Raising Hope: “Credit Where Credit Is Due”
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Raising Hope: “Credit Where Credit Is Due”

 Given the Chances’ close proximity to the poverty level and their inability to take likely consequences into account when planning their next move, it seems a strange oversight that Raising Hope has never addressed their relationship to the credit industry. Virginia and Burt would be unusual Americans indeed if they were never besieged with credit-card offers when they were younger. And though it’s not hard to imagine how that must have turned out, you can’t help but wonder about the grisly details. Tonight, the terrible story is finally told, as an indirect result of Jimmy setting out, with $830 in hand, to purchase his dream car.

Sabrina, that temptress, tries to get Jimmy to consider the option of taking out a loan for a new car, but it turns out that Virginia and Burt have a very strong moral position toward this. “Credit is for chumps,” Virginia says, citing the example of Wimpy, “the worst cartoon character,” and his constant, ill-considered pleas for a hamburger that he offers to pay for at some later date. She points out the role that credit played in the financial meltdown. As Burt says, too many people borrowed more money than they could afford to pay back, and “now their houses are either under water or upside down. And while that may sound like fun for a weekend, it’s no way to live.”

Virginia and Burt urge Jimmy to follow their example and live by the rules that have kept them swimming in great deals: Never buy anything new, and never pay more for anything than what you have in ready cash. When Sabrina says that she doesn’t think there are a lot of good cars that can be had for $830, Virginia, quite sensibly, says that they’re not looking for a lot of cars, just that one “diamond in the rough.” After considerable searching, Virginia and Burt find their dream car: A DeLorean, whose winged side door Martha Plimpton hangs out of in a triumphant gesture that Alexander the Great entering the kingdom of Persia couldn’t improve on. They then pass their old clunker down to Jimmy. Dissatisfied with this turn of events, Sabrina drags Jimmy to a car dealership and uses a siren song of extras and new-car smell to seduce him into buying “the first new car in Chance family history.”

The bubble bursts when the salesman checks Jimmy’s credit history and find that he has an all-time-record-low score of 91. (“It’s the hardest my manager’s laughed since I showed that Internet video of guys getting kicked in the jingles.”) Only then does Jimmy learn that Virginia and Burt took out a credit card in his name when he was five and used it to buy a hot tub. It was a rotten stroke of parenting, but when he confronts them about it, it’s hard not to be touched by their story of a young married couple, barely out of their teens, in the throes of credit-card addiction, maxing out the cards they’d received on such delights as the George Foreman Grill, the Henry Winkler Sprinkler, and the Bret Michaels Poison Control Kit. “We spent hundreds!” wails Burt. After that, they vowed to regard credit cards as Kryptonite in the future, “but the devil had other plans!”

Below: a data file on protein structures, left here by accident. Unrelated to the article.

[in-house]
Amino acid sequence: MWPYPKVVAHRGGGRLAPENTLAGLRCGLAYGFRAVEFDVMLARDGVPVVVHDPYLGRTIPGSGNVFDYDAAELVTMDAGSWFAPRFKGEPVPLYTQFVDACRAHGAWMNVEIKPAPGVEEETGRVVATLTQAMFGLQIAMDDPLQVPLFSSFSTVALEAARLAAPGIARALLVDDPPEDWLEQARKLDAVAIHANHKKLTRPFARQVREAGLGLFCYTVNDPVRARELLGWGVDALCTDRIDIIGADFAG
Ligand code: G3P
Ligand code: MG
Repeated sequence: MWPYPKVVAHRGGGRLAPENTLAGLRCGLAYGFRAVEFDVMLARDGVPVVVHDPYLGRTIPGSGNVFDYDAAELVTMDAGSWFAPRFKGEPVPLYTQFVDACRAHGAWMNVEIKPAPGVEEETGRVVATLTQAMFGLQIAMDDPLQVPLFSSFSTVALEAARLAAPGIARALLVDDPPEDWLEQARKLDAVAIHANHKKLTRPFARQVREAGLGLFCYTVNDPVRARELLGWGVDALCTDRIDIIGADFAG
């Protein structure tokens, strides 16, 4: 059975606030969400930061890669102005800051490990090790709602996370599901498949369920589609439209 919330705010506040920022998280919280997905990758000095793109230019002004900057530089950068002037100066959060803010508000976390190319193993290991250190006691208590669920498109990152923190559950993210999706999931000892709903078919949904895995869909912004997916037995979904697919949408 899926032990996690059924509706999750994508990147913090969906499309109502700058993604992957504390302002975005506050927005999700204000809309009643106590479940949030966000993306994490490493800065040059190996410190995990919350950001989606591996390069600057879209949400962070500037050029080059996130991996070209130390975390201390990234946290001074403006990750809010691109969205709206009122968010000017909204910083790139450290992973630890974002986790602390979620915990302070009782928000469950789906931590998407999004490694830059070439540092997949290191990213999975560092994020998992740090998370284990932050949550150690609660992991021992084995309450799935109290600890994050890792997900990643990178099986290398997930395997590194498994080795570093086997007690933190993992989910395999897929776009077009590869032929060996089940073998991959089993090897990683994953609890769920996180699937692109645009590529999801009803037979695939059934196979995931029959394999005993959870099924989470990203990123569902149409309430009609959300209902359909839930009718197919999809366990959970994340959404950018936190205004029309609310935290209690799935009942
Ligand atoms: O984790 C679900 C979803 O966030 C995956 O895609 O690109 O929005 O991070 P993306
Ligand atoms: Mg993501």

Sure enough, a card with Jimmy’s name in it arrived in the mail. “We could have easily shredded that card with out fancy new knives, and then effortlessly cut through a tomato,” says Burt, “but we were young, and we really wanted a hot tub.” Also, they assumed that the Statute of Limitations on the debt would expire by the tme Jimmy was an adult. Rather than risk kicking the comedy to death by explicating how brilliantly this all works as a metaphor for the state of the global economy, I’ll just mention that the man at the bank to whom the Chances turn for help is played by Christopher Lloyd. And he’s still got it!

Stray observations:

  • Sensing that Sabrina is feeling vulnerable about her relationship, Frank says out loud what she dare only think—that it “isn’t very sexy” when a guy can’t shop for a car without checking with his parents first—and then, he makes his move:
  • I haven’t talked to my parents in seven years,” he says. “I’m a free-thinker, and I can do 25 sit-ups, over the course of a day. Just putting it out there.” This is the first sign I can remember that Frank might have designs on Sabrina, and the very thought of it, and of him doing anything as skeevy as trying to cut in on Jimmy’s action, grosses me out a little. But I’m grateful for any information the show can include about what it’s like in his world.
  • Virginia: “Sabrina, Sabrina, Sabrina! You need to think for yourself, Jimmy. And for God’s sake, do what we tell you!”
  • Before using the DeLorean to figuratively go back in time, by trading it to Christopher Lloyd to erase Jimmy’s bad credit history, Virginia and Burt try to use it to literally go back in time, but this proves impossible. “It’s probably for the best,” says Virginia. “Remember that movie, The Butterfly Effect? We would have had to sit through that stupid thing twice!

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